A BAND CALLED DEATH: A film I really wanted to catch at MIFF last year! A Band Called Death tells the story of three black bothers who formed what the documentary considers to be the first punk band ever (predating The Sex Pistols or The Ramones!). The doco mostly focuses on the deceased member of the band, the spiritually inclined David, as he was the one who had the vision for their band, Death. It's a great story, very reminiscent of 2012 doco, Searching for Sugar Man though I felt this particularly documentary just looked too ordinary and never really felt all too special (at least not in the way that Searching for Sugar Man did).

-----------


PUSSY RIOT - A PUNK PRAYER: I really enjoyed this film and was actually really surprised as to how much footage the filmmakers were able to acquire to build a really great narrative. For those who may not know, Pussy Riot, is a Rusian anti-establishment group who use punk rock music to vocally denounce the Russian government (you may have heard of them after their stunt at the recent Sochi Winter Olympics). They made headlines a few years back when they performed an impromptu, guerilla performance at the Cathedral of Christ the Savior where three of its members were arrested and detained by Russian authorities (the arrest and following trial serve as the backdrop of the film). The film provides great insight into the unfairly detained Pussy Riot members as well as the state of Russia under Vladimir Putin's regime and was a great watch for me.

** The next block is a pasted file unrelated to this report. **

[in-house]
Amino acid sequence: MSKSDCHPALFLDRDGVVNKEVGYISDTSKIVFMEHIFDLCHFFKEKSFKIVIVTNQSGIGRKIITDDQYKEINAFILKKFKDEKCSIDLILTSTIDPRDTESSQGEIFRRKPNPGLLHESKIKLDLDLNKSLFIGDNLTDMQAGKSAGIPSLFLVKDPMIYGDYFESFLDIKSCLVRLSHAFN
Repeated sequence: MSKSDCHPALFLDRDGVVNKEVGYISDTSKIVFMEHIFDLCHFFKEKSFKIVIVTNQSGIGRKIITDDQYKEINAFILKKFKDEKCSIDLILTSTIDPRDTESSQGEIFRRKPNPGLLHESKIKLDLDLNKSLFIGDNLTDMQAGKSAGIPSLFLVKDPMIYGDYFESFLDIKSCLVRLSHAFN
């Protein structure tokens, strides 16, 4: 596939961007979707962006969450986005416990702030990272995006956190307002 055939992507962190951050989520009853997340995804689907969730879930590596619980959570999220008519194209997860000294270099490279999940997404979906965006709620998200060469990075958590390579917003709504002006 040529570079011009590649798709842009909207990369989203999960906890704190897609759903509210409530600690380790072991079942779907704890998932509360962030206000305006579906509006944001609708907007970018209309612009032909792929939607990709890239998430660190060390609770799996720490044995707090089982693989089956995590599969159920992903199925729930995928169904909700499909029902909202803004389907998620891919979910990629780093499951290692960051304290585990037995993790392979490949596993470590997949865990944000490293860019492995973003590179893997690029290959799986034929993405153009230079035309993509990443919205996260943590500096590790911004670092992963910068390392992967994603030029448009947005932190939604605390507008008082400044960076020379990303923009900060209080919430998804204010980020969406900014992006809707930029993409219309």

________________________________________________________________________________

And that's all for today! Anyone here read my recent review for Petal Dance over at Japan Cinema? If you have then you'll know that I really enjoyed the movie and how much of a therapeutic movie it felt to me. Much of this had to do with Yoko Kanno's splendid music in the film so for your enjoyment, today's post title/song is from the Petal Dance soundtrack. Listen and love, ya'll. 


End post.

No comments:

Post a Comment